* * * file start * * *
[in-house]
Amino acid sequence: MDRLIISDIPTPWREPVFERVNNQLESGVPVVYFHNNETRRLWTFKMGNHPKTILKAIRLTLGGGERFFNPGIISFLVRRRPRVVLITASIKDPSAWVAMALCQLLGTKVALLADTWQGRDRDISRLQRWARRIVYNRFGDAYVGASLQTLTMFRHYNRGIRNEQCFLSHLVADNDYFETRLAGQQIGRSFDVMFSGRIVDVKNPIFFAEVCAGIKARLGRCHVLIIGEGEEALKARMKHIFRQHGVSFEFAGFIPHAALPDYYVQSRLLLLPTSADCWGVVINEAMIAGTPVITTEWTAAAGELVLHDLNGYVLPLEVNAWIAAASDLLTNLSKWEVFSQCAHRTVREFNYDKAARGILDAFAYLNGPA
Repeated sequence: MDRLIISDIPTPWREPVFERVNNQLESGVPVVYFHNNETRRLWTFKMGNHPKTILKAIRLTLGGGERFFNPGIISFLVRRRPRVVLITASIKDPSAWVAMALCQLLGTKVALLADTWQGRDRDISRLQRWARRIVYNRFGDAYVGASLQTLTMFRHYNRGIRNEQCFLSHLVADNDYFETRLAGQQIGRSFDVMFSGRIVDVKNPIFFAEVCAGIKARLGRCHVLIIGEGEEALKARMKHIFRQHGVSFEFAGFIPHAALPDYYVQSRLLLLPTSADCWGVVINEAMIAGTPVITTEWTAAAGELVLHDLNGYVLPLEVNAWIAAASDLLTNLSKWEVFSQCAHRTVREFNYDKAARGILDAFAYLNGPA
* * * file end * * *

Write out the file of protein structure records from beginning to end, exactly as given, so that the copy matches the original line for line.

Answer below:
[in-house]
Amino acid sequence: MDRLIISDIPTPWREPVFERVNNQLESGVPVVYFHNNETRRLWTFKMGNHPKTILKAIRLTLGGGERFFNPGIISFLVRRRPRVVLITASIKDPSAWVAMALCQLLGTKVALLADTWQGRDRDISRLQRWARRIVYNRFGDAYVGASLQTLTMFRHYNRGIRNEQCFLSHLVADNDYFETRLAGQQIGRSFDVMFSGRIVDVKNPIFFAEVCAGIKARLGRCHVLIIGEGEEALKARMKHIFRQHGVSFEFAGFIPHAALPDYYVQSRLLLLPTSADCWGVVINEAMIAGTPVITTEWTAAAGELVLHDLNGYVLPLEVNAWIAAASDLLTNLSKWEVFSQCAHRTVREFNYDKAARGILDAFAYLNGPA
Repeated sequence: MDRLIISDIPTPWREPVFERVNNQLESGVPVVYFHNNETRRLWTFKMGNHPKTILKAIRLTLGGGERFFNPGIISFLVRRRPRVVLITASIKDPSAWVAMALCQLLGTKVALLADTWQGRDRDISRLQRWARRIVYNRFGDAYVGASLQTLTMFRHYNRGIRNEQCFLSHLVADNDYFETRLAGQQIGRSFDVMFSGRIVDVKNPIFFAEVCAGIKARLGRCHVLIIGEGEEALKARMKHIFRQHGVSFEFAGFIPHAALPDYYVQSRLLLLPTSADCWGVVINEAMIAGTPVITTEWTAAAGELVLHDLNGYVLPLEVNAWIAAASDLLTNLSKWEVFSQCAHRTVREFNYDKAARGILDAFAYLNGPA